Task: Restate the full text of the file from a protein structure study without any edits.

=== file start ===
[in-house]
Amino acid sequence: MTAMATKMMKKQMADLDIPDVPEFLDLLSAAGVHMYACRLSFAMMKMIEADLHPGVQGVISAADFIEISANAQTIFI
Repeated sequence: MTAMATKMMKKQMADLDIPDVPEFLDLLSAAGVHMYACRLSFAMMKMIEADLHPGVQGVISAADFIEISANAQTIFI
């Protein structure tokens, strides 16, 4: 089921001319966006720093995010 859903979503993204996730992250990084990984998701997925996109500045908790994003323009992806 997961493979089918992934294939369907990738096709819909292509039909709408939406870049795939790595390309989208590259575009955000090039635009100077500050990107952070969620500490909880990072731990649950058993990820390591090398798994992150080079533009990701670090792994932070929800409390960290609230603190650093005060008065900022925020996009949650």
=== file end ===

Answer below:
[in-house]
Amino acid sequence: MTAMATKMMKKQMADLDIPDVPEFLDLLSAAGVHMYACRLSFAMMKMIEADLHPGVQGVISAADFIEISANAQTIFI
Repeated sequence: MTAMATKMMKKQMADLDIPDVPEFLDLLSAAGVHMYACRLSFAMMKMIEADLHPGVQGVISAADFIEISANAQTIFI
């Protein structure tokens, strides 16, 4: 089921001319966006720093995010 859903979503993204996730992250990084990984998701997925996109500045908790994003323009992806 997961493979089918992934294939369907990738096709819909292509039909709408939406870049795939790595390309989208590259575009955000090039635009100077500050990107952070969620500490909880990072731990649950058993990820390591090398798994992150080079533009990701670090792994932070929800409390960290609230603190650093005060008065900022925020996009949650």